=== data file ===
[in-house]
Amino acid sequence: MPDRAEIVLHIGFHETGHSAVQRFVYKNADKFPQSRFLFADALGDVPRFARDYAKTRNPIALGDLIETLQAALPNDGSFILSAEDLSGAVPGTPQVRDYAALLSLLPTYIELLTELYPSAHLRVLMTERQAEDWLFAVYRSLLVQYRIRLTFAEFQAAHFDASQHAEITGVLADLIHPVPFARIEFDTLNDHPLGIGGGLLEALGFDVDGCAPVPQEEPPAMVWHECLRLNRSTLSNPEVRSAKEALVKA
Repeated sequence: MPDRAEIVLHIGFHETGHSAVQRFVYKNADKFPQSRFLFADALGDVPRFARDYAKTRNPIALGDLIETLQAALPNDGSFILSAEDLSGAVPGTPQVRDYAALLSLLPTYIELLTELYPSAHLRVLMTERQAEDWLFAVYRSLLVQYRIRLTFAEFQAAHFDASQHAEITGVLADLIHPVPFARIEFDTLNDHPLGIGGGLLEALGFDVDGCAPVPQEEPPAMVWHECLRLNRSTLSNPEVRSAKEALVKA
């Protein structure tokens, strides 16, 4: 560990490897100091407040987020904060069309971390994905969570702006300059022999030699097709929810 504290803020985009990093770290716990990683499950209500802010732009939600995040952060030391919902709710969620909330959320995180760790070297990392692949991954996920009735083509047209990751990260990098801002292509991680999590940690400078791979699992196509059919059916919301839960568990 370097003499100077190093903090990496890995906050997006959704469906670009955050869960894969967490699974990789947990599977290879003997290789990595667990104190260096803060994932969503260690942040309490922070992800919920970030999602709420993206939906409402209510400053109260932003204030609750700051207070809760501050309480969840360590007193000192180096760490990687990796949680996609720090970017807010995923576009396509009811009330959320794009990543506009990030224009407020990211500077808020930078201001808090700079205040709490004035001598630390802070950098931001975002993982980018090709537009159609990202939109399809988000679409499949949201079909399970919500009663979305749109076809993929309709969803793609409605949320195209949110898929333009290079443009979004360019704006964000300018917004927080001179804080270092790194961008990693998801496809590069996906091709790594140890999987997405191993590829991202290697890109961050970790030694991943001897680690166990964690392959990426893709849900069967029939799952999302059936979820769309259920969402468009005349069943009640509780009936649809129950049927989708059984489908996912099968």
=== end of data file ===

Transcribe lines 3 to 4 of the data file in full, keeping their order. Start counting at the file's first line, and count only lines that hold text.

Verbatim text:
Repeated sequence: MPDRAEIVLHIGFHETGHSAVQRFVYKNADKFPQSRFLFADALGDVPRFARDYAKTRNPIALGDLIETLQAALPNDGSFILSAEDLSGAVPGTPQVRDYAALLSLLPTYIELLTELYPSAHLRVLMTERQAEDWLFAVYRSLLVQYRIRLTFAEFQAAHFDASQHAEITGVLADLIHPVPFARIEFDTLNDHPLGIGGGLLEALGFDVDGCAPVPQEEPPAMVWHECLRLNRSTLSNPEVRSAKEALVKA
């Protein structure tokens, strides 16, 4: 560990490897100091407040987020904060069309971390994905969570702006300059022999030699097709929810 504290803020985009990093770290716990990683499950209500802010732009939600995040952060030391919902709710969620909330959320995180760790070297990392692949991954996920009735083509047209990751990260990098801002292509991680999590940690400078791979699992196509059919059916919301839960568990 370097003499100077190093903090990496890995906050997006959704469906670009955050869960894969967490699974990789947990599977290879003997290789990595667990104190260096803060994932969503260690942040309490922070992800919920970030999602709420993206939906409402209510400053109260932003204030609750700051207070809760501050309480969840360590007193000192180096760490990687990796949680996609720090970017807010995923576009396509009811009330959320794009990543506009990030224009407020990211500077808020930078201001808090700079205040709490004035001598630390802070950098931001975002993982980018090709537009159609990202939109399809988000679409499949949201079909399970919500009663979305749109076809993929309709969803793609409605949320195209949110898929333009290079443009979004360019704006964000300018917004927080001179804080270092790194961008990693998801496809590069996906091709790594140890999987997405191993590829991202290697890109961050970790030694991943001897680690166990964690392959990426893709849900069967029939799952999302059936979820769309259920969402468009005349069943009640509780009936649809129950049927989708059984489908996912099968």